hide You are viewing an archived web page, collected at the request of University of Alberta using Archive-It. This page was captured on 16:38:28 Dec 08, 2010, and is part of the HCF Alberta Online Encyclopedia collection. The information on this web page may be out of date. See All versions of this archived page.
Heritage Community Foundation Presents
Alberta Online Encyclopedia
Top Left of Navigation Bar The Nature of Alberta Logo
Species at Risk in AlbertaView our site layout to navigate to specific areasSearch our site for informationObtain help for navigating our sitePlease emails us your questions and comments!View our partners that helped us in this project

Ecosystems OverviewEnvironmental IssuesGeological History of AlbertaAlberta's Natural RegionsAdditional Resources
Visit Alberta Source!
Visit the Heritage Community Foundation
Visit Canada's Digital Collections

Swift Fox

Management

Swift FoxSwift Fox recovery efforts were privately initiated by a couple that owned the Wildlife Reserve of Western Canada (now Cochrane Ecological Institute - Cochrane Wildlife Reserve) near Cochrane, Alberta.  In 1973, they imported two pairs of Swift Foxes from Colorado, and established a captive breeding program for the species. These initial efforts stimulated the involvement of university researchers in 1976 and resulted in several thesis-based reintroduction feasibility studies.

By 1984, the project had expanded into an intensive reintroduction project involving four government agencies and six non-government organizations. The first major task for the Recovery Team was a three-year (1989-1992) study to determine if a niche still existed in the Canadian prairies for the Swift Fox and if so, what the most suitable methods of reintroduction were. Following this study, a National Recovery Plan for the Swift Fox was devised.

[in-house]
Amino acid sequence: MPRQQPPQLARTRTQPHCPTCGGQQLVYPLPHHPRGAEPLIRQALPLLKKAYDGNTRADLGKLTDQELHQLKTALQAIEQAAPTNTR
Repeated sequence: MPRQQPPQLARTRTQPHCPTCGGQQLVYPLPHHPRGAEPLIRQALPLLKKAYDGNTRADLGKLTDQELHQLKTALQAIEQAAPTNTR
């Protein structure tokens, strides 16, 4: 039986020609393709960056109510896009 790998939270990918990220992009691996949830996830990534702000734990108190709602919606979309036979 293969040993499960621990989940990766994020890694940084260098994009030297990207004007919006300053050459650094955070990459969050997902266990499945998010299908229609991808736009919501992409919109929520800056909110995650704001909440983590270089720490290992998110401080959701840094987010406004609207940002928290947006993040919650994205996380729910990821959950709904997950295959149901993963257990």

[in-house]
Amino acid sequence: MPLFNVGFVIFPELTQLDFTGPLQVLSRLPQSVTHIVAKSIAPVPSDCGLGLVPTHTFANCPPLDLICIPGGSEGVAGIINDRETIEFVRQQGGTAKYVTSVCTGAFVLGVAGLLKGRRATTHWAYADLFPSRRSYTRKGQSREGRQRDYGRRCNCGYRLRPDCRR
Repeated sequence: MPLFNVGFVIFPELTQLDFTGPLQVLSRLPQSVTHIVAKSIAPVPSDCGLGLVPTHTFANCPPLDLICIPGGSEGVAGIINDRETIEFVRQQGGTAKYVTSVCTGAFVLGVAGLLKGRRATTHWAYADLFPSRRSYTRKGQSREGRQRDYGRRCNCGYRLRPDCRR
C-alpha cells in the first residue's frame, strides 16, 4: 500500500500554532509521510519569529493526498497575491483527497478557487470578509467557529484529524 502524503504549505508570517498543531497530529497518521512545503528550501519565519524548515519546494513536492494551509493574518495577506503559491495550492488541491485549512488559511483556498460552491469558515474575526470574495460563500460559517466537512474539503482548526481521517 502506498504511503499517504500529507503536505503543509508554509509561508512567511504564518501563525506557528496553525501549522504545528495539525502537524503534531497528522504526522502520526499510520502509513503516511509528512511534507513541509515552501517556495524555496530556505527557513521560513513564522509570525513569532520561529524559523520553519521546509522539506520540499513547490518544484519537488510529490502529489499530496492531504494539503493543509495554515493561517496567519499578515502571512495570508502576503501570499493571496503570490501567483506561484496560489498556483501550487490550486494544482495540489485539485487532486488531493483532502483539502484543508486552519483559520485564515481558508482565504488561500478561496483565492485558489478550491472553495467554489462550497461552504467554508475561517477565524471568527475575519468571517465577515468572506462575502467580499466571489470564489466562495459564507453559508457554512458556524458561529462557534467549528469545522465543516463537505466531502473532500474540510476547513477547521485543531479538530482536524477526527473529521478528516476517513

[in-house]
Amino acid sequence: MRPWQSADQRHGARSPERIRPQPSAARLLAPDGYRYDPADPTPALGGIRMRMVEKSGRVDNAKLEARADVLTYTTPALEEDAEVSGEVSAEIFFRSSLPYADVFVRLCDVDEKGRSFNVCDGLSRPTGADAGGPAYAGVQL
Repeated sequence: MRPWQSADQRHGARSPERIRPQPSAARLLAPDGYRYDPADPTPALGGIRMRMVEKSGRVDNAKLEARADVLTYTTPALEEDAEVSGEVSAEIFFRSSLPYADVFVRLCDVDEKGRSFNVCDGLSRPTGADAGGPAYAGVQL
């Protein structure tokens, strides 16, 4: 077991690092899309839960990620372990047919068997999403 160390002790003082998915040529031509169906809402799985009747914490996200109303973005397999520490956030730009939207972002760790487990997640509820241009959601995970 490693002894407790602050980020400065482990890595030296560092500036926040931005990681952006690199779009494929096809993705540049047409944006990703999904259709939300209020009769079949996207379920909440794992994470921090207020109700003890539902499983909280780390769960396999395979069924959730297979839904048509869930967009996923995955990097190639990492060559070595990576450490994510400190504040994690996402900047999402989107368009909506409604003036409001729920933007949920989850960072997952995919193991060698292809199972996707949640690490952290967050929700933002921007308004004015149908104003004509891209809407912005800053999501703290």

Since 1992, the emphasis of the reintroduction program has been to release wild-born animals, which survive and reproduce more successfully and cost less than captive-reared animals. 

Establishment of wild Swift Fox populations and reproduction by these populations indicate that it is possible for Swift Foxes to survive again on the Canadian prairies. The reintroduction efforts have been successful to date, however current populations remain extremely vulnerable due to their small size and isolation from other wild populations.

Reprinted from Alberta Wildlife Status Report No. 7 (1997), with permission from Alberta Sustainable Resource Development.

Albertasource.ca | Contact Us | Partnerships
            For more on the natural history of Alberta, visit Peel’s Prairie Provinces.
Copyright © Heritage Community Foundation All Rights Reserved